Trio, the iconic Evanston restaurant that launched the careers of Grant Achatz, Curtis Duffy (Grace), Rick Tramonto and Gale Gand (who opened Tru), among others, closed in 2006, more than three years before I ever set foot in Chicago. By the time I moved here in 2010, I’d heard and read a lot about Trio and its influence on the food scene, which is why Next: Trio seemed like a particularly interesting retrospective—anyone who missed the original restaurant could travel back in time and dine there. And anyone who went to Trio could relive a menu they ate 10 years ago.
And wasn’t this—transporting diners to a particular time and place—the original idea of Next? Paris 1906 did that, but more recent themes, like Chicago Steak, have been more about the concept and less about the place and time.
Trio is all about the time—it’s essentially the menu that Achatz served to future business partner Nick Kokonas on January 20, 2004, and it resulted in the pair teaming up to open Alinea the next year. Some of the dishes, like black truffle explosion, a ravioli with romaine and liquid black truffle that bursts in your mouth (or in my case, all over the table), have gone on to appear at Alinea. There are some additions and subtractions to that original menu, and Next chef Dave Beran said they planned 30 total dishes, knowing they’d have to swap some out. Last week I was served 21 dishes, but some, like the plate of perfect, ripe heirloom tomatoes and a squishy mozzarella balloon filled with tomato water foam, will soon be out of season. Beran said it’ll be replaced with a chestnut dish later in the menu’s run. Some dishes were tweaked with contemporary techniques, but what was so striking from this menu was just how ahead of the curve Trio was back in 2004.
Next: Trio is my fifth Next dinner (I’ve also done the Hunt, Bocuse d’Or, Chicago Steak and Chinese Modern), and the food at this one has been my favorite. There’s more whimsy and fun than Chicago Steak, more delicious dishes than Bocuse d’Or. When I went to Next last week, it was the earliest I'd visited in a theme's run, and it felt the most polished. I assumed that was because all these dishes had already been perfected at Trio, but Beran said that some original recipes weren’t written down in entirety, and there weren’t many photos, since in 2004, people weren’t obsessively Instagramming every single dish they eat.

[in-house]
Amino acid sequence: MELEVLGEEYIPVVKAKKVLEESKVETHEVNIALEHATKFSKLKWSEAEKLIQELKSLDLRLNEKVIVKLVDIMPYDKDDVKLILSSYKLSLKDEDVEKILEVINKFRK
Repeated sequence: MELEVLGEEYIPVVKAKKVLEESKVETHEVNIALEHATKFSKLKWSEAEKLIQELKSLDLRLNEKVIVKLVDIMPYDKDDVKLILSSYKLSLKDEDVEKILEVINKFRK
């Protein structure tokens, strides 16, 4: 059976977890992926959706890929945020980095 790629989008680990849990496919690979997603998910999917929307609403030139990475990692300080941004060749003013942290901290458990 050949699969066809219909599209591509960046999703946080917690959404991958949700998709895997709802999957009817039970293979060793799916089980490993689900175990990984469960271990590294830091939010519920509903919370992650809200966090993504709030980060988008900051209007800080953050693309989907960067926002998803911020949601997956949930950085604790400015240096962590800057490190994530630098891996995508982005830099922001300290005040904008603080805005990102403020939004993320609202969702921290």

The black truffle explosion and tomato and mozzarella dish were both great, but my favorite dishes included the crab and coconut with ten garnishes, in which there’s sweet crabmeat topped with a big orb of coconut milk. You scoop up a bit of each along with a different garnish, like lime, avocado or a cashew. I also loved the transparency of manchego, a thin sheet of cheese with olives, anchovies and roasted peppers suspended in it.
While the food was terrific, I wished Next had done a bit more to really explain what was going on at Trio in 2004, beyond playing a soundtrack of Modest Mouse, Arcade Fire and Beck’s Sea Change. Anyone going to this dinner is going to know that it’s based on a 2004 menu, but I’d love more details from servers about what was going on at Trio that year. Who else was in the kitchen? How did Achatz come up with these dishes? Why was this menu so important? It’s be easy to eat this dinner and not realize that it’s a special menu, much like the Bocuse d’Or dinner could have been any fine dining tasting menu.
If you’re considering buying tickets, it’s worth noting that Next: Trio is an incredibly expensive dinner—my tab for dinner plus wine pairings for two people was more than $1,000. When Julia Kramer attended Paris 1906 in 2011, she spent $65 a person for dinner and $48 a person for wine pairings. Next is getting much, much more expensive, and tickets no longer sell out like they once did. Anyone can log into Next’s reservation system right now and find tickets for September and October, but far from anyone can drop the kind of money it takes to dine there.